Can Exercise Combat Jet Lag?

It may help, but save the curls for when you’re fully rested.

Man performing a single-arm dumbbell row on a bench

Fit celebrities like UFC commentator Joe Rogan, who travels quite a bit for work, have alluded to using exercise to "knock down jet lag," on Instagram posts.



While chest presses and burpees are great ways to grow your pecs and burn fat, we’re skeptical on if they’d actually improve your sleep after entering a new time zone. To find out if working out can help fight jet lag, we asked William Chris Winter, M.D., a sleep specialist and author of The Sleep Solution: Why Your Sleep is Broken and How To Fix It.

“Yes and no,” Winter says. “I think if you’re using exercise to inspire a little sleepiness or you’re sleepy and you need to wake up and postpone your bedtime, then sure. Our brain looks to exercise to determine where it is in a sleep cycle.” In other words, exercise itself won't have any direct effect on your post-travel grogginess. 

Jet lag occurs when an individual's internal clock is thrown off. Eating, training, and sleeping are all elements that contribute to our circadian rhythm, or a biological schedule dictated by everyday patterns. When you enter a new timezone, you take your body out of its natural routine. “If at 3 in the afternoon is when you eat, your body is releasing your digestive enzymes for that cobb salad," Winter says. "Then, if you’re eating pasta alfredo in Italy in the middle of the night where you’re from, you’re surprising your brain with these factors.”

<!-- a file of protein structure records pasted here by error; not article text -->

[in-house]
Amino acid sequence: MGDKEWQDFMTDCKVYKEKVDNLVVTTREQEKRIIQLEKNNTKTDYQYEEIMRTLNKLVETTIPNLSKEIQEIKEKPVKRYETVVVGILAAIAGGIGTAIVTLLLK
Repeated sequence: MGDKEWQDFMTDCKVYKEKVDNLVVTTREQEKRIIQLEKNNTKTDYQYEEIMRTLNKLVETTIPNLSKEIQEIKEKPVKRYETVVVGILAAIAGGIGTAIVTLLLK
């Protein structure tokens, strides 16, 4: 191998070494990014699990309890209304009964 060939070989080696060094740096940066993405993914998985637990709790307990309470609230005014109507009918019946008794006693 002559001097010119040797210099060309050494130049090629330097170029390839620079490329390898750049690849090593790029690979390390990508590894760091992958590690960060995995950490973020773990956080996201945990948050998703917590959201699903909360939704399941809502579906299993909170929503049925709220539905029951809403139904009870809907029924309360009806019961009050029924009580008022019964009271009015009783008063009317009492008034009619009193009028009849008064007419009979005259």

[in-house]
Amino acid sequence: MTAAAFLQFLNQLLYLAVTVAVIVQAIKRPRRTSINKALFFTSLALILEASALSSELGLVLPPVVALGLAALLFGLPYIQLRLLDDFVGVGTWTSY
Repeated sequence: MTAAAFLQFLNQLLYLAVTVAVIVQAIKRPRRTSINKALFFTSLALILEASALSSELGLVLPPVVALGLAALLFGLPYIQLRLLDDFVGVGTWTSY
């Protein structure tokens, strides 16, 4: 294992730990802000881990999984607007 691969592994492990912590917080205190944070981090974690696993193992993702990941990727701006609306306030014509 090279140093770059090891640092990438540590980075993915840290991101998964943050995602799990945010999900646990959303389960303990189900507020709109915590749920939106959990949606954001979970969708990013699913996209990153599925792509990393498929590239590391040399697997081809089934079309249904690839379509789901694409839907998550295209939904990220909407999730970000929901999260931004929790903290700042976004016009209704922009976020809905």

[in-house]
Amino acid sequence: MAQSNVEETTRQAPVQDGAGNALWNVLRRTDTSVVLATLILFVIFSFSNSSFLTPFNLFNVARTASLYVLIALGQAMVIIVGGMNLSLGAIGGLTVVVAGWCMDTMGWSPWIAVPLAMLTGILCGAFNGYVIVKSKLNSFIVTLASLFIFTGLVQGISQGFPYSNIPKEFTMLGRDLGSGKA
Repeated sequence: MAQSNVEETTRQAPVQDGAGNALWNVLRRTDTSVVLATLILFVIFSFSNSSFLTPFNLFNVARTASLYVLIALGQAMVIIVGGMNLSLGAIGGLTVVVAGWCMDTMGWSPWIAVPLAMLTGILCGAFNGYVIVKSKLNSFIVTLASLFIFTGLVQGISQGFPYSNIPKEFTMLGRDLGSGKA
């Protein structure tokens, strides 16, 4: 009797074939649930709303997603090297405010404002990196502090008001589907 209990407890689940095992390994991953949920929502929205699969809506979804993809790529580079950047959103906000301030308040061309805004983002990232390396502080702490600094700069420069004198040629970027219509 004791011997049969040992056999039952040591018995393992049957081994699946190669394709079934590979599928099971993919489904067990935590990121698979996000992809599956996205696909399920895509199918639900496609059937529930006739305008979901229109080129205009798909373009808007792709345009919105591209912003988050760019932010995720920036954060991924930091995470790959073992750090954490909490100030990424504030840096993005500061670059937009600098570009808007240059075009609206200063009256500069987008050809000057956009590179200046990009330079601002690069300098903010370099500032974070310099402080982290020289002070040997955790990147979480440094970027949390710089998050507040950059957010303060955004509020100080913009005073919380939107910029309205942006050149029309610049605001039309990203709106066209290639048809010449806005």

For trips with a more extreme time change, the best way to nip jet lag in the bud is to start before you leave. “Start moving your schedule closer to the schedule you’re going to be on,” Winter says. You can start to eat, sleep, and workout closer to when you would in a new time zone. If you’re not able to get into a new routine, then be prepared to suffer through a day or so of adjusting. Winter also notes that traveling east to west is easier to acclimate to as, “it’s easier to postpone a drive like eating or sleeping versus hastening it,” he says. “If you’re not hungry, you’re just not hungry."

The severity of which jet lag can occur is a person-to-person case, says Winter. Even an hour can throw some people off. However, if you take a couple of domestic trips per year, then you probably don’t have to worry much about the side effects of jet lag, which, Winter says, include drowsiness, digestive issues, and irritability and moodiness. “But if your job has you moving back and forth a lot, it can actually be quite bad,” he adds. In the long term, Winter says that jet lag has been shown to induce insomnia and that a severe lack of sleep is as dangerous as carcinogens.

So, is exercise the cure for jet lag? Not really, but it can help you establish a timezone-friendly routine when you arrive. That said, Winter warns against pushing yourself too hard too soon.

“If you feel incapacitated by the jet lag, then back off,” Winter says. "I think that it’s common sense to not do something really intense if you don’t feel up to it. But if you feel up for it you can do whatever you want, there’s no real danger.”

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